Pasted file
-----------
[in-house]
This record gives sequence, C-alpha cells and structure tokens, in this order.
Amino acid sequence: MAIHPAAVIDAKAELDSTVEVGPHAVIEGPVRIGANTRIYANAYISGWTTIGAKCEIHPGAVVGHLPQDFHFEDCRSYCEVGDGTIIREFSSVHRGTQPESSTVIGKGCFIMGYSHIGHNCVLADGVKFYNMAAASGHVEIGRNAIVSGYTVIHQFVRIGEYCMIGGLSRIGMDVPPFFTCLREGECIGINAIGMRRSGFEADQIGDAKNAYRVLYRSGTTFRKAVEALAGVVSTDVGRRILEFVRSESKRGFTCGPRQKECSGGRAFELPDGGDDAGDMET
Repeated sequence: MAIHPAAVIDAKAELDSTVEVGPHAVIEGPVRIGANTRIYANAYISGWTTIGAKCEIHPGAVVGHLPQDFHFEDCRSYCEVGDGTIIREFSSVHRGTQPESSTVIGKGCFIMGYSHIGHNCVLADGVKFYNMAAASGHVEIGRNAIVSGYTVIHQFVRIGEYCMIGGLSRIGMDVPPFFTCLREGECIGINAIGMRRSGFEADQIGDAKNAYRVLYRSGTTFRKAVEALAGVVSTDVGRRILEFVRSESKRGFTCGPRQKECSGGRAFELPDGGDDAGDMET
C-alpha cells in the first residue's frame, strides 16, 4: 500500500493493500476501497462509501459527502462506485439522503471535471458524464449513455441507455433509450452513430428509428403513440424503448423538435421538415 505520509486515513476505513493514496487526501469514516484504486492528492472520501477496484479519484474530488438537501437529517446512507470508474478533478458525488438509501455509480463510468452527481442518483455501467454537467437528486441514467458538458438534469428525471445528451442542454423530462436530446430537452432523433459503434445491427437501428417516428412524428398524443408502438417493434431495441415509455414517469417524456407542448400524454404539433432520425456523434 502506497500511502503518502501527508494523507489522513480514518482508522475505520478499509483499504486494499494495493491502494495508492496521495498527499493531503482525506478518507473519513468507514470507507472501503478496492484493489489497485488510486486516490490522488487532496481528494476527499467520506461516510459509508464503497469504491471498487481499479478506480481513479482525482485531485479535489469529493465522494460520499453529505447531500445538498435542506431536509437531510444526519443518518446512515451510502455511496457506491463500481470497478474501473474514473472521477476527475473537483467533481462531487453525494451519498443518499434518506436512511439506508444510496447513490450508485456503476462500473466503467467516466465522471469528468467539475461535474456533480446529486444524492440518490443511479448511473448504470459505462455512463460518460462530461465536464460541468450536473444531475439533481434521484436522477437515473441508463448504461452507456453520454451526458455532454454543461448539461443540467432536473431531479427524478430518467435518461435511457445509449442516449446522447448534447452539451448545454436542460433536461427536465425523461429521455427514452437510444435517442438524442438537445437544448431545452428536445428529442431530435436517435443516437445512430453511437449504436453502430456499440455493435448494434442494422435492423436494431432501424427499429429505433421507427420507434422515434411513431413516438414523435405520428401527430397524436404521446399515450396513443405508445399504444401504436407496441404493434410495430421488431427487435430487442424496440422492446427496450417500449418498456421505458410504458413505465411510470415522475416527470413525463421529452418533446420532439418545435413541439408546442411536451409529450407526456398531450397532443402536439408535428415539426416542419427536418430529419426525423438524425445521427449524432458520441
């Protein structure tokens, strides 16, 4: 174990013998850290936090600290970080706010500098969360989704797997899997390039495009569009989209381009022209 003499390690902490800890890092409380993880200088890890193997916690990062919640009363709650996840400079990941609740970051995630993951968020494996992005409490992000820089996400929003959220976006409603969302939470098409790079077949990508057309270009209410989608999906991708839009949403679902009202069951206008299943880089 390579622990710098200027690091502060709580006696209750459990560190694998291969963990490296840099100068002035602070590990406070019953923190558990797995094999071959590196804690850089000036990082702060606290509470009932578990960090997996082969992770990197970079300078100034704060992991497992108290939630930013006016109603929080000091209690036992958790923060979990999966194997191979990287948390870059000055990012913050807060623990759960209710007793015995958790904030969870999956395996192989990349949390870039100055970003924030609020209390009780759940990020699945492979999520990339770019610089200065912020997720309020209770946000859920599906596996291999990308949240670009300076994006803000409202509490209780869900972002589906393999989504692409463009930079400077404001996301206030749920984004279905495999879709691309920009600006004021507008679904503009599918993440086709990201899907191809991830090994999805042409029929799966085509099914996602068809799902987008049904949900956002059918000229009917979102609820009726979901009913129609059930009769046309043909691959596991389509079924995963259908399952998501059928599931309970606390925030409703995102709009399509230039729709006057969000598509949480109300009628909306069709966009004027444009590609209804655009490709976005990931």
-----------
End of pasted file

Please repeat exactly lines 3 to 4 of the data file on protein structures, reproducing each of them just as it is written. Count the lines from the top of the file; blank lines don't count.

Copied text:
Amino acid sequence: MAIHPAAVIDAKAELDSTVEVGPHAVIEGPVRIGANTRIYANAYISGWTTIGAKCEIHPGAVVGHLPQDFHFEDCRSYCEVGDGTIIREFSSVHRGTQPESSTVIGKGCFIMGYSHIGHNCVLADGVKFYNMAAASGHVEIGRNAIVSGYTVIHQFVRIGEYCMIGGLSRIGMDVPPFFTCLREGECIGINAIGMRRSGFEADQIGDAKNAYRVLYRSGTTFRKAVEALAGVVSTDVGRRILEFVRSESKRGFTCGPRQKECSGGRAFELPDGGDDAGDMET
Repeated sequence: MAIHPAAVIDAKAELDSTVEVGPHAVIEGPVRIGANTRIYANAYISGWTTIGAKCEIHPGAVVGHLPQDFHFEDCRSYCEVGDGTIIREFSSVHRGTQPESSTVIGKGCFIMGYSHIGHNCVLADGVKFYNMAAASGHVEIGRNAIVSGYTVIHQFVRIGEYCMIGGLSRIGMDVPPFFTCLREGECIGINAIGMRRSGFEADQIGDAKNAYRVLYRSGTTFRKAVEALAGVVSTDVGRRILEFVRSESKRGFTCGPRQKECSGGRAFELPDGGDDAGDMET